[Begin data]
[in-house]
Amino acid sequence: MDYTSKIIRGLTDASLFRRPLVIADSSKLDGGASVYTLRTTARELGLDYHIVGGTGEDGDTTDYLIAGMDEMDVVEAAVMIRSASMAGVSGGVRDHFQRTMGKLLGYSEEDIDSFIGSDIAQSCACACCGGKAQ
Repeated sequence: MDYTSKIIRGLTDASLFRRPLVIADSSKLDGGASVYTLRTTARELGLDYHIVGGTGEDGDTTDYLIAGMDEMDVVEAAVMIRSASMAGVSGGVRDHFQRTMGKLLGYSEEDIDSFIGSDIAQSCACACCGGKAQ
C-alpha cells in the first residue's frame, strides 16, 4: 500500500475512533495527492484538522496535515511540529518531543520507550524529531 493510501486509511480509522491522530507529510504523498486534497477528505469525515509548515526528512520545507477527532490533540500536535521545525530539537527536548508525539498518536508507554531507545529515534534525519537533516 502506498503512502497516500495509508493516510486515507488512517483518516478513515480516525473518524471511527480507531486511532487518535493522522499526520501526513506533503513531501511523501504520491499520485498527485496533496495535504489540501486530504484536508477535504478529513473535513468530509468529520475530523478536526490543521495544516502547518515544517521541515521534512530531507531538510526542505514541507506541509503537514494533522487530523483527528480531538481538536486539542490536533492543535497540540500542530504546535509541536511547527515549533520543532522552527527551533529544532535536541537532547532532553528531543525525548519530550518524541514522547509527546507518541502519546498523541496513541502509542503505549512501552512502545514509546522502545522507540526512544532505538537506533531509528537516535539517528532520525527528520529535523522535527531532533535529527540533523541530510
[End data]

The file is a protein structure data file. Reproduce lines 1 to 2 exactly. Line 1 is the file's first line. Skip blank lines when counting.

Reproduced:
[in-house]
Amino acid sequence: MDYTSKIIRGLTDASLFRRPLVIADSSKLDGGASVYTLRTTARELGLDYHIVGGTGEDGDTTDYLIAGMDEMDVVEAAVMIRSASMAGVSGGVRDHFQRTMGKLLGYSEEDIDSFIGSDIAQSCACACCGGKAQ